Cyberdocs Somebody has to implant all that 'ware, or fix you up when you get busted. Doctors do just that, and there's a pretty penny to be made from cyberware. Often doctors combine themselves with another archetype, though sometimes they are simply a field medic. Magic can definitely help in surgery, so some doctors choose the path of using magic to heal.
Engineers This archetype applies to just about anyone who uses their skills to develop new gear on the game. This is more of a support character, at least until you've gotten enough cool gear developed to make yourself really useful on a run. Just as a caution, we're rather careful about what new gear we allow PC's to develop. While we like it, it's something that involves careful control of game balance. Often, engineers have modifications that help them with their work, such as cyberware or bioware to augment their intelligence.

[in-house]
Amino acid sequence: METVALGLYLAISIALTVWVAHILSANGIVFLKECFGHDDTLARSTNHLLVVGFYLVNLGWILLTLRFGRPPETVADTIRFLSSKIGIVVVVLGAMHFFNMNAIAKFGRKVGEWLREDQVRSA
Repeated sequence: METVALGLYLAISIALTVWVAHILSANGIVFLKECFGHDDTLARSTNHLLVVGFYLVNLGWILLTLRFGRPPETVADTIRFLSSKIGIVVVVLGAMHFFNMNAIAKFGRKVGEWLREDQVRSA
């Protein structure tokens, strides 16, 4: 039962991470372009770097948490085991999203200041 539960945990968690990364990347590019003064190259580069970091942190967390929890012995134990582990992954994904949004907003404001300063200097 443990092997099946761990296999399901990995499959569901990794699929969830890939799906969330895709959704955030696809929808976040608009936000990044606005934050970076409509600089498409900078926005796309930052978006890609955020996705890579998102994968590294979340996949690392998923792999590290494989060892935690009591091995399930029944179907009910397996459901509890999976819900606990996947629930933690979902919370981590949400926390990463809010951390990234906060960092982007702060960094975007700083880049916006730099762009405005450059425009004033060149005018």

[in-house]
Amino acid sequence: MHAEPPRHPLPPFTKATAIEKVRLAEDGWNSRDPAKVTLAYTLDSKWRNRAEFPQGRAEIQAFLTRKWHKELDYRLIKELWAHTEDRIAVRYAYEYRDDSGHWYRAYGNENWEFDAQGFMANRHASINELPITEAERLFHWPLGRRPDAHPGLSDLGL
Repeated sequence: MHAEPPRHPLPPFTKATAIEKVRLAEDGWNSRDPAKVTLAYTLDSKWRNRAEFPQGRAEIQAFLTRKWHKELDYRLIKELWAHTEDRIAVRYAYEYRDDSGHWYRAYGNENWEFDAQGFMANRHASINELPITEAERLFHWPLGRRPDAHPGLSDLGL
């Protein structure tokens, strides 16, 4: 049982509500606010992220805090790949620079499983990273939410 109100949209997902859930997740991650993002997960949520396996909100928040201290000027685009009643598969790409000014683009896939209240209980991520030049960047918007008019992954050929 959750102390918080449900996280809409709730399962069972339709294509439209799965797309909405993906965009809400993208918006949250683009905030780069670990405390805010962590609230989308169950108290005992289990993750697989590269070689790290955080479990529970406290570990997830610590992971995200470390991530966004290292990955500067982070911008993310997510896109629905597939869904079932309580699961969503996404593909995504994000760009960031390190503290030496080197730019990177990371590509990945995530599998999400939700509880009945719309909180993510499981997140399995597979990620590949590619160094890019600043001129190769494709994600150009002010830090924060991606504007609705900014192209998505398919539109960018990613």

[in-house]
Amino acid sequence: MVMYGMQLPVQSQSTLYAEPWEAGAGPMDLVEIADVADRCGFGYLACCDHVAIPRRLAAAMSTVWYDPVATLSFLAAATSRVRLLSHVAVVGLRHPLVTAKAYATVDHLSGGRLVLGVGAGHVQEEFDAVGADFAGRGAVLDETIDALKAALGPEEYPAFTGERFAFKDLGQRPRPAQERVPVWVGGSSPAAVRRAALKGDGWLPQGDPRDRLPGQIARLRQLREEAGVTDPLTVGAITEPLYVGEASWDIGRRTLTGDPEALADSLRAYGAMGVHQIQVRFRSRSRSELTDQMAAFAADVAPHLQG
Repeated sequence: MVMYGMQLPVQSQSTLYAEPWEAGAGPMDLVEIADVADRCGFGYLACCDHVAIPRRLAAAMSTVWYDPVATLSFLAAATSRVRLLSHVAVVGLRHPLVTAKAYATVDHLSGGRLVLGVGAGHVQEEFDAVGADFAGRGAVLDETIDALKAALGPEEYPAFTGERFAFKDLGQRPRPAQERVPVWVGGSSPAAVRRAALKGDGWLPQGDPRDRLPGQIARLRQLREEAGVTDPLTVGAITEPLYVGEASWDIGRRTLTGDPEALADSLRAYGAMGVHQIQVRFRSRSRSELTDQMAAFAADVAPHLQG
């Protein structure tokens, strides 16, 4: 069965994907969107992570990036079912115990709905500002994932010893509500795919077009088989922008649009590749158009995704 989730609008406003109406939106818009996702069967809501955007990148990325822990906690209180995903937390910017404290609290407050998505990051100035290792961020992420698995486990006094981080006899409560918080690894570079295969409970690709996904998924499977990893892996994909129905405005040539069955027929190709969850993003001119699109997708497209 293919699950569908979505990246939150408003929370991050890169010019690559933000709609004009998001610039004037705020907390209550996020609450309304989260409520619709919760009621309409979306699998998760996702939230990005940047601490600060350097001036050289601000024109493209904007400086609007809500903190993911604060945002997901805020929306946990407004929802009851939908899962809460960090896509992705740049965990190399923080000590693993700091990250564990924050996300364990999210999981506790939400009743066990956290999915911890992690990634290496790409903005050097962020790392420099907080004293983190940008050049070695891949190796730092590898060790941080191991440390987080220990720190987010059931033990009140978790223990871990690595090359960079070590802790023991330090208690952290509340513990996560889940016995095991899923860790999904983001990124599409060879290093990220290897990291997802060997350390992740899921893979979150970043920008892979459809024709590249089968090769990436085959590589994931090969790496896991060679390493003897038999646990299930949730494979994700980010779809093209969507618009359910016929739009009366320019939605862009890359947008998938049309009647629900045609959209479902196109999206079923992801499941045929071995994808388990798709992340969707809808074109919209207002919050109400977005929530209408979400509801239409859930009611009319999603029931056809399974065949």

Covert Ops Specialist In some ways, this character is a variation of the Street Samurai. Instead, though, she relies on stealth and infiltration to accomplish her work, rather than brute force and sheer power like the Samurai. Often her equipment will provide her ways to sneak into places undetected, ways to kill or incapacitate silently, and skills oriented toward doing things quietly and surreptitiously.
Rigger A certain piece of cyberware called a Vehicle Control Rig provides a character with the ability to directly control a vehicle, or even 'become' the vehicle. Using the abilities of cars and drones instead of their own 'meat' body, a rigger can enjoy the ability to direct an entire fleet against a target, or use that fleet in order to perform just about any task from surveillance to transport. Using a 'Remote Control Deck', riggers can even control their drones and cars from miles away.
Hacker Using headwear, a character can interface directly with computer systems. Using a special type of computer, which contains programs and hardware specifically designed for hacking, a character can go out onto the Matrix and infiltrate other systems (yes, Shadowrun's usage of the term 'Matrix' far predates the movie). Hackers are masters of the Matrix, hacking in to get the information they need, subverting computer systems as they go. There is also a group who require no machinery to do this, known as Technomancers…